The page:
Given your passion for shred, did you take violin lessons because of Yngwie Malmsteen [an ardent fan of Italian virtuoso Niccolò Paganini], or was it totally unrelated?
Jinxx: Totally unrelated to Yngwie. Actually, what really got me into classical was Randy Rhoads. My brother got the tape of [Ozzy Osbourne's] Tribute, and that was the first time I heard him. I listened to it all the time as a kid and I learned all the riffs off of it. Randy was really obsessed with classical music—he was so serious that he would find a classical instructor and take a lesson in every town that he went to with Ozzy. When it came time to pick an instrument in school, I chose the violin. Actually, my grandfather played the violin, as did his father. My grandfather said, “If you start taking lessons, I'll give you this violin." I took it very seriously. At the time, it was the grunge era and I just wasn't into it, so I got into classical music. I'd learn a Bach partita on the violin and try to play it on guitar. I found different techniques that I wouldn't have discovered before, just playing metal riffs.
What would you suggest for guitarists who really want to improve their technique?
Jinxx: We grew up before YouTube. Now there's a wealth of knowledge—it's really good for players out there who want to get started and see how it's done. I didn't have that growing up. I would take my favorite band like, say, Metallica, and sit down with the record and lock myself in my room until I came out knowing all the riffs and the leads and everything. A lot of times I was a little bit off, but it's kind of cool. I see kids out there doing that with our songs. There are YouTube videos out there with covers of our songs and they might be just a little bit off, but they're pretty good.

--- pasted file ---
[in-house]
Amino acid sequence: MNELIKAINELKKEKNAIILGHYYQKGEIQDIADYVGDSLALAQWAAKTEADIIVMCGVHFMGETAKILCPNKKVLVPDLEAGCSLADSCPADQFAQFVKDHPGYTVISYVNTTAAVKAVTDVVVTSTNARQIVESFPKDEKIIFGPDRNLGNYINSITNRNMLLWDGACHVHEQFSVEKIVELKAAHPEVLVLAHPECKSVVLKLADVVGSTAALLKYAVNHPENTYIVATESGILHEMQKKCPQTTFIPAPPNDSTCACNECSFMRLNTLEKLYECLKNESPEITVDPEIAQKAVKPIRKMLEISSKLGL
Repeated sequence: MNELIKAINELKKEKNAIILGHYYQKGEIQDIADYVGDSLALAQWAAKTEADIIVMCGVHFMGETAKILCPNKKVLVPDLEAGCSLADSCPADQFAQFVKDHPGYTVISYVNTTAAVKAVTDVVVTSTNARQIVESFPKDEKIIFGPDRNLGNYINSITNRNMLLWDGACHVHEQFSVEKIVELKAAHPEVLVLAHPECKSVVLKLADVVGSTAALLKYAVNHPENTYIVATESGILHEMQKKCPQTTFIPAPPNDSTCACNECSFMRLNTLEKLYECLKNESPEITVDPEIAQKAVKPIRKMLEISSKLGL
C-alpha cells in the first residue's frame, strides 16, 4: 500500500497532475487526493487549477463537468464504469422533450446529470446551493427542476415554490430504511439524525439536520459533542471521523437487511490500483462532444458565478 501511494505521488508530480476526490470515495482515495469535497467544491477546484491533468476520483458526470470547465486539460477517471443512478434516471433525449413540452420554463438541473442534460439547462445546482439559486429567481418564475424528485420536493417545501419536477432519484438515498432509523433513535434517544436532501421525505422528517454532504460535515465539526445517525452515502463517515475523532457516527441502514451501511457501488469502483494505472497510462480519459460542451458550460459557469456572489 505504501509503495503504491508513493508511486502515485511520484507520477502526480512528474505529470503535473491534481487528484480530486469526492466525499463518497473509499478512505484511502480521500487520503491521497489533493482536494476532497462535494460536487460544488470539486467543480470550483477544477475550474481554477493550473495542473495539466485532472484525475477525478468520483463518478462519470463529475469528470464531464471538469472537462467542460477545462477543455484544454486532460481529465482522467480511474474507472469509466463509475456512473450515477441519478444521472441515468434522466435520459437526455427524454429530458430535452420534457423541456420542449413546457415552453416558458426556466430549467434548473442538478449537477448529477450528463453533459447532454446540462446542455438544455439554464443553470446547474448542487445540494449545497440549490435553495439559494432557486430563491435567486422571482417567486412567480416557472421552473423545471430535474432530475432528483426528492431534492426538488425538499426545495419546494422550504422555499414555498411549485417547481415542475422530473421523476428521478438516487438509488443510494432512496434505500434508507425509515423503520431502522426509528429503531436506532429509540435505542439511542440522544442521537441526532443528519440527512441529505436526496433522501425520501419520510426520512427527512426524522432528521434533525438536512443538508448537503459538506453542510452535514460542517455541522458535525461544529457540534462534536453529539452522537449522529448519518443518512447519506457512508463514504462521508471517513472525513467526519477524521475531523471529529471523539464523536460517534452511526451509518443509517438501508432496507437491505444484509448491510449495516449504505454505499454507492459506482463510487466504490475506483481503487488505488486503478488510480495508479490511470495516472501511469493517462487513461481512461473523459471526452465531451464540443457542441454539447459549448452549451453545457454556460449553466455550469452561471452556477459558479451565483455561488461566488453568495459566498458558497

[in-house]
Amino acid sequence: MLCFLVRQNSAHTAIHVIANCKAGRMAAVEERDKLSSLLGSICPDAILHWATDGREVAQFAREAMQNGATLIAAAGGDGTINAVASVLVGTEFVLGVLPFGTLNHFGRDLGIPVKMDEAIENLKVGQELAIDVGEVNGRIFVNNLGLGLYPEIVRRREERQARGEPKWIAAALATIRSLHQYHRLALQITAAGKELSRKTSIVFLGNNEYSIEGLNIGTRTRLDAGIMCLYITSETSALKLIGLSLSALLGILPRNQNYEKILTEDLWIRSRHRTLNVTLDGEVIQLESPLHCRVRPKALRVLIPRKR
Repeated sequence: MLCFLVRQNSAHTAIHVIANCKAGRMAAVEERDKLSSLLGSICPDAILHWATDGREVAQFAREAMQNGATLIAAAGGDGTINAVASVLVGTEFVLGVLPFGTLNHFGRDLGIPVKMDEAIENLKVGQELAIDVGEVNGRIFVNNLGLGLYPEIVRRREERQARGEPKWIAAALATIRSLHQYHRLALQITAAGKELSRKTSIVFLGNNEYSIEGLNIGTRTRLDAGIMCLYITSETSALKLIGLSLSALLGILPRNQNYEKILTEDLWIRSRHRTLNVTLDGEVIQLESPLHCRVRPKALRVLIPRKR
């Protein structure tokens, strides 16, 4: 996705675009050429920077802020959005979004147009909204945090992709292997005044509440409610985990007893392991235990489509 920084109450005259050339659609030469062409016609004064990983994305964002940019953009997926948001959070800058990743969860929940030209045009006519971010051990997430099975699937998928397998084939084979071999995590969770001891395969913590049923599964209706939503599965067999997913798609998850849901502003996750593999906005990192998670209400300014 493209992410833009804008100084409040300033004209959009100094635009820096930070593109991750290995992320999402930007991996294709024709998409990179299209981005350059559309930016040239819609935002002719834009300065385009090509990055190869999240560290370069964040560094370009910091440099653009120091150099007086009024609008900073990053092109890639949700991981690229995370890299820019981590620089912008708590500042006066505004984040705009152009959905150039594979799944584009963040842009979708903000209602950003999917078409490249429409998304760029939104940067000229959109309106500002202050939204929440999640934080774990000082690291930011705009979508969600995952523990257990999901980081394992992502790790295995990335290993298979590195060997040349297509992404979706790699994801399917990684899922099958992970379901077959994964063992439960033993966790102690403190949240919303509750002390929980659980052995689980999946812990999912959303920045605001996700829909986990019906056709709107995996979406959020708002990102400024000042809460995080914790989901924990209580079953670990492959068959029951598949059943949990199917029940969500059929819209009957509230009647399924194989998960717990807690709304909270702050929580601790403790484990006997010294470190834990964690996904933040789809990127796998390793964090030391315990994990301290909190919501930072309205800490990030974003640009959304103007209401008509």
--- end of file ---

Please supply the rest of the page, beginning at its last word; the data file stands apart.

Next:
Pitts: The biggest thing for me was, back around 2004, I really started getting into shred guitar and wanted to learn how to become a better player. I was playing guitar for five or six hours every day. Paul Gilbert is my favorite guitar player, and I've kind of taken a lot of techniques that he does and tried to incorporate them into my own style. Sometimes I don't even realize that I'm doing the technique until I sit there and try to explain what I'm playing—everything from alternate picking to riffs where I'm doing inside-the-string picking. It all just comes from being a nerd sitting in the room and playing guitar, figuring it out. Just hours and hours of practicing. You gotta put in the time.
Also, my mom played piano and was just an amazing musician—she knew everything about harmony and theory and all that stuff. It just blew my mind. She was the one who taught me, like, “How do I play a harmony to this line that I'm playing here?" She explained it and would show me on the piano. I still don't fully understand all the theory and everything, but she was the one who really helped me develop that skill. I give all the credit to her.
How do you guys decide who plays a specific part?